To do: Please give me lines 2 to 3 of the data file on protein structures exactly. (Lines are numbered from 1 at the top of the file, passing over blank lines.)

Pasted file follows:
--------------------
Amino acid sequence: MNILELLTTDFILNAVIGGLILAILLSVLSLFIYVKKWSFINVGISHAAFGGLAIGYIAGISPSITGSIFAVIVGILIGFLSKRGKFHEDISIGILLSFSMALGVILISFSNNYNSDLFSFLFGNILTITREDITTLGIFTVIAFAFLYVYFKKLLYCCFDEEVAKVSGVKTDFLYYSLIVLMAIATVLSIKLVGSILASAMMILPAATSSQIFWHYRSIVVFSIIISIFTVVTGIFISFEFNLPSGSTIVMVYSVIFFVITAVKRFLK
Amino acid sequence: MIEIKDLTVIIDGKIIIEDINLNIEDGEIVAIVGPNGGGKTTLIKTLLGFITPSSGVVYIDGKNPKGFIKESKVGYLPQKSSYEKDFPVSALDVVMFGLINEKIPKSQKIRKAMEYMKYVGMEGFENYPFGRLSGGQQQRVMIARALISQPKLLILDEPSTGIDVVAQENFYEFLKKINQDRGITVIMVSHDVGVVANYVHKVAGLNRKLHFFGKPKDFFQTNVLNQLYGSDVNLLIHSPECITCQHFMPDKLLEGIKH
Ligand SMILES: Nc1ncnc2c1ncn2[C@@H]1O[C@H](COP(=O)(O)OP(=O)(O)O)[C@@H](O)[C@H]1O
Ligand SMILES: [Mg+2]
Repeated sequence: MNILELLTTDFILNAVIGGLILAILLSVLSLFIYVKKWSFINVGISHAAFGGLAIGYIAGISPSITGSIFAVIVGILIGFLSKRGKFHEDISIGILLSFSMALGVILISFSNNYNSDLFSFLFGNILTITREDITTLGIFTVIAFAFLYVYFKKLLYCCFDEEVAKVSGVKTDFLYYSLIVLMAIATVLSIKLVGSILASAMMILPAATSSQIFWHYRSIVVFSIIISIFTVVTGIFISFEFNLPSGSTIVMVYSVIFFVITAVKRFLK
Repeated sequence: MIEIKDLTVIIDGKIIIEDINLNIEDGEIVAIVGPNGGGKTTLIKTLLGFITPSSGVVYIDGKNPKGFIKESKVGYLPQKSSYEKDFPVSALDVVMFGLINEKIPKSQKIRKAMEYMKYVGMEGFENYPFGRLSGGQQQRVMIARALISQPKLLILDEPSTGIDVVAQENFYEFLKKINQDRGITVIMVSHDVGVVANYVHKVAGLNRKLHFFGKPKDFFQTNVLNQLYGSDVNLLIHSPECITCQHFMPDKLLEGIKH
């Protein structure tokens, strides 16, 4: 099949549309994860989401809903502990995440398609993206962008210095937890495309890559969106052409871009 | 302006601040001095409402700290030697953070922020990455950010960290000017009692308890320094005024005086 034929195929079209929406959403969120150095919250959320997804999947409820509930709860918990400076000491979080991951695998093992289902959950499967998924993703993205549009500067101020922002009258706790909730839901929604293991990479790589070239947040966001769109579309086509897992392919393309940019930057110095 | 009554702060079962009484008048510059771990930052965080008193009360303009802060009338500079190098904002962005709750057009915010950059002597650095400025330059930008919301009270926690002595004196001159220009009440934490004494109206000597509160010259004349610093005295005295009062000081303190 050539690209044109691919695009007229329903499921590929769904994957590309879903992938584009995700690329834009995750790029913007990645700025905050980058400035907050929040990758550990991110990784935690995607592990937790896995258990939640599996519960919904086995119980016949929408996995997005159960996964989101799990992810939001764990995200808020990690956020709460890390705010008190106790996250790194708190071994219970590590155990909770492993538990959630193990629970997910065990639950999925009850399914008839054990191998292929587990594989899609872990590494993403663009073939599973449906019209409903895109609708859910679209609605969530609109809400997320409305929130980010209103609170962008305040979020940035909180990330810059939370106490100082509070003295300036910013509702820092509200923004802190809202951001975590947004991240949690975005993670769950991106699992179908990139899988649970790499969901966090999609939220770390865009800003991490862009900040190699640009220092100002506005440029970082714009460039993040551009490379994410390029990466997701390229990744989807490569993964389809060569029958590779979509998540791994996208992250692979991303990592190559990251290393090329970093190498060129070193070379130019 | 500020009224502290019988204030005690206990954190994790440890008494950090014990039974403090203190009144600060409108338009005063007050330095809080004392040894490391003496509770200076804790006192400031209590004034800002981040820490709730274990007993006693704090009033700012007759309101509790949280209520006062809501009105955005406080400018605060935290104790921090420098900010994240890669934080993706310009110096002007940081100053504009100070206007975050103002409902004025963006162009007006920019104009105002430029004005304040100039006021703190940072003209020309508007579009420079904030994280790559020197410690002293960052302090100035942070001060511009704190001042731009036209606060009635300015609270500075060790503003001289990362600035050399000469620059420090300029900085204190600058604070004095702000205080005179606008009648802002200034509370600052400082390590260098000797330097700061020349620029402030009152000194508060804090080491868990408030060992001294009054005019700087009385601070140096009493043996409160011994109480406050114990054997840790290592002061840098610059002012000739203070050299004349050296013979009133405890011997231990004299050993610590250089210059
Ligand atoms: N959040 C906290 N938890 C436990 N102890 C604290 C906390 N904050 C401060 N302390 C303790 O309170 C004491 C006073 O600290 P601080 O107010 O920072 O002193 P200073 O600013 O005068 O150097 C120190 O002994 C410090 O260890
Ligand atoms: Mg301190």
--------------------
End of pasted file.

Amino acid sequence: MIEIKDLTVIIDGKIIIEDINLNIEDGEIVAIVGPNGGGKTTLIKTLLGFITPSSGVVYIDGKNPKGFIKESKVGYLPQKSSYEKDFPVSALDVVMFGLINEKIPKSQKIRKAMEYMKYVGMEGFENYPFGRLSGGQQQRVMIARALISQPKLLILDEPSTGIDVVAQENFYEFLKKINQDRGITVIMVSHDVGVVANYVHKVAGLNRKLHFFGKPKDFFQTNVLNQLYGSDVNLLIHSPECITCQHFMPDKLLEGIKH
Ligand SMILES: Nc1ncnc2c1ncn2[C@@H]1O[C@H](COP(=O)(O)OP(=O)(O)O)[C@@H](O)[C@H]1O